"HOMR", stylised as: "HOMЯ" is the ninth episode of Season 12.
An x-ray reveals that Homer has a crayon lodged in his brain that has been there since he was six years old. Upon removal of the crayon, Homer's IQ suddenly jumps to a very high level; he and Lisa form a great new bond, but when his way of life changes drastically he wonders if removing the crayon was a good idea. This episode is a take on the short story turned novel, Flowers for Algernon by Daniel Keyes, about a mentally challenged man who becomes a genius after an experimental procedure, only to end up alienating those around him.
Don't change the animation festival name. It will constitute to vandalism and possible blocking.
When the family visits the Totally Sick, Twisted, F***ed-Up Animation Festival, Homer discovers Animotion, a motion capture technology that enables a cartoon character to mimic a human's movements, and tries on an Animotion motion capture suit. He likes it so much that he invests the family's life savings in Animotion.
The next day at work, Homer checks his stocks, the operator tells him that Animotion's stock is up by one. Homer shouts, "Yahoo!" and the operator tells him that Yahoo!'s stocks are up by six. Homer says,"Huh? What the hell is this crap?" He is then sold the FOX network's stocks.
The next day, Homer learns that the Animotion has gone into "super-duper" bankruptcy. In need of a way to regain the lost money, Homer consults his friends at Moe's Tavern for ideas. Barney suggests that he takes a job as a human guinea pig. Homer asks if there's a catch and Barney tells him that there will be a few biological sacrifices, while unbuttoning his shirt to reveal multiple ears that have grown on his chest to Moe's shock. So, to earn the family's life savings money back, Homer takes a job at a medical testing center. During most of the experiments the doctors gawk in curiosity at how Homer could be so unintelligent that he can barely complete simple tasks. That is, until the doctors view a 3D x-ray of his brain and one of the doctors notices something weird sticking out of his right lobe. After a few minor rotations, it is revealed that the object is a crayon lodged in Homer's brain. They ask Homer how this may have happened and Homer explains that it probably happened when he was six and shoving an entire 16 pack of crayons up his nose and when he sneezed them out he just assume that it was all of them. The doctors then tell him that this might be the cause of his lifelong stupidity. They then explain that they could try to remove the crayon which would either leave him with greatly increased intelligence or dead. After contemplating the risk, Homer agrees to undergo the surgery.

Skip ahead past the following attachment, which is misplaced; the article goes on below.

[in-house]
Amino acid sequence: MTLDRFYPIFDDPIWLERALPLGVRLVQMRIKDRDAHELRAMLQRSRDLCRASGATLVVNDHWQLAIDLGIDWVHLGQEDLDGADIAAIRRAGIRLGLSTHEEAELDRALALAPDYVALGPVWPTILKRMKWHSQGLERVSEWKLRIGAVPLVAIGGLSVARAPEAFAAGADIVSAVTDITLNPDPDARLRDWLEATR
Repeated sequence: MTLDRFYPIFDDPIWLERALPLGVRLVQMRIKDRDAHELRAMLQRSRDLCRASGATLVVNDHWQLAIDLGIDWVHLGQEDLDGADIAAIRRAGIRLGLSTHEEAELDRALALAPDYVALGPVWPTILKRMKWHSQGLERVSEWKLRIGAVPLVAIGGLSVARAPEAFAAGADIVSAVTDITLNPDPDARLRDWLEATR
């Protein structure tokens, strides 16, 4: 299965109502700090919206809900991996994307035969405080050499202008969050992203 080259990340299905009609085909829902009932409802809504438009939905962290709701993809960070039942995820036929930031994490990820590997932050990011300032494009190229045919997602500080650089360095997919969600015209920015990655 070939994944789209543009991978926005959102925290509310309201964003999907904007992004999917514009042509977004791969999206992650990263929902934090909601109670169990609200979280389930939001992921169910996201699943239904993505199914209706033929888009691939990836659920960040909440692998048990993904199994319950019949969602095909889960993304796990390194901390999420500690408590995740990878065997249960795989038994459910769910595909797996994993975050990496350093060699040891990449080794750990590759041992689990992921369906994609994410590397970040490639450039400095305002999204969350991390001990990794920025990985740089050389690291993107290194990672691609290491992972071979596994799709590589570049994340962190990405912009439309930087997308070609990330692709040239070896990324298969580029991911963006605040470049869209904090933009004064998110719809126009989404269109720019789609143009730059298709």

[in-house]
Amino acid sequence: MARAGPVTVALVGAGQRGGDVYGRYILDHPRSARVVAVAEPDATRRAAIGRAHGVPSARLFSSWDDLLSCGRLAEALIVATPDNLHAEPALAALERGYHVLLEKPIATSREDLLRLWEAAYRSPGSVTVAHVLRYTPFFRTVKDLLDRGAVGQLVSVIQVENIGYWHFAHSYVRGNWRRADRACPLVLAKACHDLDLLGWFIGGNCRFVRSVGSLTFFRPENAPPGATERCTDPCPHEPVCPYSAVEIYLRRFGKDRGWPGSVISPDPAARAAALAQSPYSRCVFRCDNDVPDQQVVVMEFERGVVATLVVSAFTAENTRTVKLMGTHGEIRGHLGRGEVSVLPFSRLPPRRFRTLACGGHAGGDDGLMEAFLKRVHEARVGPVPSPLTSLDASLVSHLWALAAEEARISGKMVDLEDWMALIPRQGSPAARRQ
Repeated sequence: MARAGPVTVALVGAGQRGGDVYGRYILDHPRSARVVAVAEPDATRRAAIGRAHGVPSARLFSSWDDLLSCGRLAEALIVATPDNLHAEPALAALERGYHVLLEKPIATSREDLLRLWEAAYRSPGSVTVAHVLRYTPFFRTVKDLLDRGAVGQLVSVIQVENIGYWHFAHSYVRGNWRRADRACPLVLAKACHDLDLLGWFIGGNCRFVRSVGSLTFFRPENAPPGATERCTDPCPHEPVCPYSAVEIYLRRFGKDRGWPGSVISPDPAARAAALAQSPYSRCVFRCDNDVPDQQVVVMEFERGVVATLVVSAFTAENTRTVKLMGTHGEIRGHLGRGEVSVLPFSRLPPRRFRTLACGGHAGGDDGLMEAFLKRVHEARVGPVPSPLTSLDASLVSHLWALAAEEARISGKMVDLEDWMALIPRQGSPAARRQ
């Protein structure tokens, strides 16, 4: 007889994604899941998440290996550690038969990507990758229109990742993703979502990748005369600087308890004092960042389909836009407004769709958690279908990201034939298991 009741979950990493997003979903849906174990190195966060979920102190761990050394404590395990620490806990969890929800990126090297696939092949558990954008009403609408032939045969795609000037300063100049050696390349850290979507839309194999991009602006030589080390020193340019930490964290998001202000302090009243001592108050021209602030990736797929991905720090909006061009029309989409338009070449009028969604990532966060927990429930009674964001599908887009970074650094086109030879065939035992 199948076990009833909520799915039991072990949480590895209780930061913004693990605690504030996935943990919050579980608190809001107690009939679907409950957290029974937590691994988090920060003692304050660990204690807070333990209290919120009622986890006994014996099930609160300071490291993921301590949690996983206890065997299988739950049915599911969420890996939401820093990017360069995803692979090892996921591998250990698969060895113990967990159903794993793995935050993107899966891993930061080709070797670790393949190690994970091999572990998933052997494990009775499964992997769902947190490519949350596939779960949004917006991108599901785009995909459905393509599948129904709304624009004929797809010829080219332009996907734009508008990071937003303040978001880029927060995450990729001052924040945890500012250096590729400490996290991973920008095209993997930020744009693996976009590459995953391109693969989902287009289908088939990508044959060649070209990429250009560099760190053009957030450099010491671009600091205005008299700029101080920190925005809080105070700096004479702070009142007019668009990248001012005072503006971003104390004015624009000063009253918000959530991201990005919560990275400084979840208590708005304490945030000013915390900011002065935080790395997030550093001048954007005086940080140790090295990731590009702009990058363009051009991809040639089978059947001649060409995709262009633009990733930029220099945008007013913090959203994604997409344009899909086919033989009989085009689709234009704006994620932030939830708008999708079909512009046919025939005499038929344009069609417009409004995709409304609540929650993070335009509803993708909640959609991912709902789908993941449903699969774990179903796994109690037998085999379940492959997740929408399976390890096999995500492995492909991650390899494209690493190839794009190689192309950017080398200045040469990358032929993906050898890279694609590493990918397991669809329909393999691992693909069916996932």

After the crayon is removed, Homer's IQ goes up from 55 to 105 points, which allows him to form a bond with Lisa. Homer gives a speech at Springfield Elementary, where Nelson gives him a fake question, saying,"A-moron-says-what?" Homer responds with, "Not being a moron, I wouldn't know. However, [mumbles]" tricking Nelson into saying "what?" Homer says, "Ladies and gentlemen, I give you your moron!" And all the children 'ha-ha!' Nelson.
Homer later visits Ned and shows him that while doing his taxes he inadvertently came up with a formula that proves that there is no God. Ned scoffs until he reads it and dejectedly finds that it's completely right. He quickly burns it to prevent the information from getting out only to see Homer pinning it to car windshields and people already reading it.
Homer then writes a report on the nuclear plant's safety, which results in the plant being shut down, and the laying off of all employees. Homer's friends, initially thrilled to have a smarter Homer around, quickly reject him, and a Homer model is even burned at Moe's Tavern, which he is not allowed in. Lisa tries to explain, with the aid of a graph, that as you get smarter, happiness decreases. Homer decides to put a crayon back in his brain, with the aid of Moe, who says he is an unlicensed surgeon, and describes the procedure as "the old Crayola oblongata". Homer arrives home his old, dumb, self, which initially disappoints Lisa. However, she finds a letter Homer wrote to her before the surgery, explaining that he now understands what it is like to be smart like her, and how much more he appreciates her because of this. When Homer comes into the living room eating a sandwich, Lisa runs up to hug him. Homer mistakes her for wanting his sandwich and pulls away, then saying, "Oh, you want a hug." As they hug, Homer takes another bite of his sandwich and says, "Mmm... hug."